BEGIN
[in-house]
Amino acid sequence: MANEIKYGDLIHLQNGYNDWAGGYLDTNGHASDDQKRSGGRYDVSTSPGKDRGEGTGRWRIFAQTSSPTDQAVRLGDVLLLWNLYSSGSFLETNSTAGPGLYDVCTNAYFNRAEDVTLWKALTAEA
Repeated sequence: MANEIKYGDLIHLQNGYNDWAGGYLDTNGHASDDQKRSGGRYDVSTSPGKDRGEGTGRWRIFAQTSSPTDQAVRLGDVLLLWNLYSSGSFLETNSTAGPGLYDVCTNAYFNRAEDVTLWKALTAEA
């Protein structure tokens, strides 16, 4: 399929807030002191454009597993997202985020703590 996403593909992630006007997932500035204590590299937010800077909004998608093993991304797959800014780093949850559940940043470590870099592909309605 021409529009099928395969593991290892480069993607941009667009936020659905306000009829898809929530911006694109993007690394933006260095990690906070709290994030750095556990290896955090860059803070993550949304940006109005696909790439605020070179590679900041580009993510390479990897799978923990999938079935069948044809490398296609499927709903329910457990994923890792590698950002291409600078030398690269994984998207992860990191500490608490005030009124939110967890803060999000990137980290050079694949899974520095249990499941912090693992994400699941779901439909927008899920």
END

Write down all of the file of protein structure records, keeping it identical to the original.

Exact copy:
[in-house]
Amino acid sequence: MANEIKYGDLIHLQNGYNDWAGGYLDTNGHASDDQKRSGGRYDVSTSPGKDRGEGTGRWRIFAQTSSPTDQAVRLGDVLLLWNLYSSGSFLETNSTAGPGLYDVCTNAYFNRAEDVTLWKALTAEA
Repeated sequence: MANEIKYGDLIHLQNGYNDWAGGYLDTNGHASDDQKRSGGRYDVSTSPGKDRGEGTGRWRIFAQTSSPTDQAVRLGDVLLLWNLYSSGSFLETNSTAGPGLYDVCTNAYFNRAEDVTLWKALTAEA
């Protein structure tokens, strides 16, 4: 399929807030002191454009597993997202985020703590 996403593909992630006007997932500035204590590299937010800077909004998608093993991304797959800014780093949850559940940043470590870099592909309605 021409529009099928395969593991290892480069993607941009667009936020659905306000009829898809929530911006694109993007690394933006260095990690906070709290994030750095556990290896955090860059803070993550949304940006109005696909790439605020070179590679900041580009993510390479990897799978923990999938079935069948044809490398296609499927709903329910457990994923890792590698950002291409600078030398690269994984998207992860990191500490608490005030009124939110967890803060999000990137980290050079694949899974520095249990499941912090693992994400699941779901439909927008899920």